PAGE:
As an expert in the field it is easy for me to understand the complexities of this profession, along with the significance of many details, and the ways each detail can impact individual lives as well as society at large. My challenge is to give the general public an accurate and easy to understand glimpse of this knowledge. When I ask people to think of what interior design is, there are many opinions, however there are several generalities that I come across often: that it is an “artful field,” it is a profession for the rich or a luxury commodity, and "it is easy to do, you just need to have good taste."
The first two are not incorrect but should never be considered all-inclusive statements. The field is comprised of specialized artists and we can create beautiful and aesthetically pleasing environments, however it is a field that is also comprised of many other skills. Interior Designers serve a diverse population and do not only work the rich but for all social economic brackets, and many of them do philanthropy work.
It might come to some as a surprise that Interior Designers need to be able to use a lot of math, which is needed to calculate everything from the correct amount of materials to order, to the use of geometry in order to create a balance of function and aesthetics that works simultaneously. One example is creating arrangements, “space plans,” for safe egress from a building.
Another area of knowledge is psychology: we need to be able understand how people relate to space and how a company wants to be perceived by the public. It is not just picking a beautiful color scheme and material - every decision and detail must have a meaning or purpose that relates back to the individuals that dwell in the space or the company's image/brand.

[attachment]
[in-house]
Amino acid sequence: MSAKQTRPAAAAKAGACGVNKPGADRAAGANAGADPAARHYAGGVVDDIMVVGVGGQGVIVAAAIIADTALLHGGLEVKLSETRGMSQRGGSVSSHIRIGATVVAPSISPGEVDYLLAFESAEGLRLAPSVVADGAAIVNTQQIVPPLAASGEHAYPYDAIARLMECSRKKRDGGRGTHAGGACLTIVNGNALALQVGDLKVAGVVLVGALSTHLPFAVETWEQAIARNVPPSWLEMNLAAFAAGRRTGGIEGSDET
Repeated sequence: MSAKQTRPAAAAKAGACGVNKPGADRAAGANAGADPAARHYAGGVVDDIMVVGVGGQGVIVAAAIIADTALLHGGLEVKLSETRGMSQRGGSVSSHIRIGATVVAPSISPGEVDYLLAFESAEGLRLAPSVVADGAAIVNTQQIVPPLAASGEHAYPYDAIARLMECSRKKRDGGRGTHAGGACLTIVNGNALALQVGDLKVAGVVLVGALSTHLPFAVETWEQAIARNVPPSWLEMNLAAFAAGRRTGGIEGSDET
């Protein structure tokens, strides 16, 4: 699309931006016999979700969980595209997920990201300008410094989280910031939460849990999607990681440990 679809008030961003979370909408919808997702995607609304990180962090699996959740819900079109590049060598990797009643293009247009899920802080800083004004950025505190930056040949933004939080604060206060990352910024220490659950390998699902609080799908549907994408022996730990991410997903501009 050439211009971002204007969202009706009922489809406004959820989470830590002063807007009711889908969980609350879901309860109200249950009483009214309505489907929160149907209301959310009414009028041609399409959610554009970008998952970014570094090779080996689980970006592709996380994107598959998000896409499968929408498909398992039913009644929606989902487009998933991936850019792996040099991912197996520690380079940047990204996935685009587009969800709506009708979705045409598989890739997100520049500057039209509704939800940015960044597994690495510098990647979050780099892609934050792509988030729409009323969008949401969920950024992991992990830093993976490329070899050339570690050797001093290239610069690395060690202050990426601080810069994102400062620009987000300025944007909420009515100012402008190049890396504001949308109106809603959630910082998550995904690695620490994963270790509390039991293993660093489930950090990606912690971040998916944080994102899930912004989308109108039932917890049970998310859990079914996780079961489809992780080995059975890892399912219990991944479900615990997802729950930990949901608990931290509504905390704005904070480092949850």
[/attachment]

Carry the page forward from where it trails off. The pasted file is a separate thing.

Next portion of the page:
There are other areas of science that are also integral to being a successful Interior Designer. As a “green designer,” science is used in all my decisions to create environmentally sound designs. Selecting any material requires at least a basic understanding of physics. Take friction, for an example: a fabric used in a high traffic commercial area needs to be able to handle more use than one used in a residential area. When it comes to selecting floors, a designer must understand friction especially in areas where water comes in contact, such as a bathroom, and they also need to understand the users, especially those with mobility issues, such as the elderly, to accurately specify the right type of flooring.
I could go through thousands of examples on these subjects alone and not even touch other subjects interior design also embraces. The point is that each decision can be very complex, even something as simple as the of selection color can't be seen as only an aesthetically pleasing one. Color selection needs an understanding of culture; for colors have different meaning in different places, and the environment in which it is located also has an effect, for example sunlight in Cancun vs. Chicago will be quite different and affects how color appears. This knowledge can be applied into energy saving factors, or in understanding how human vision works and how our eyes change as we age, which helps us consider the correct amount of contrast for the visually impaired and aging population.
Good Design is for everyone. Many interior designers assist society in charitable ways from supporting free design to shelters and low income families, helping injured veterans to retrofit their homes for easier use, and many other endeavors. Interior Designers work on an array of different projects for all sectors of the population, not just for the rich.
It is important to realize good design is not an easy task and it takes years of education, training, and experience to be able to accurately create a balance of all subjects to create safe, functional, and spectacular designs.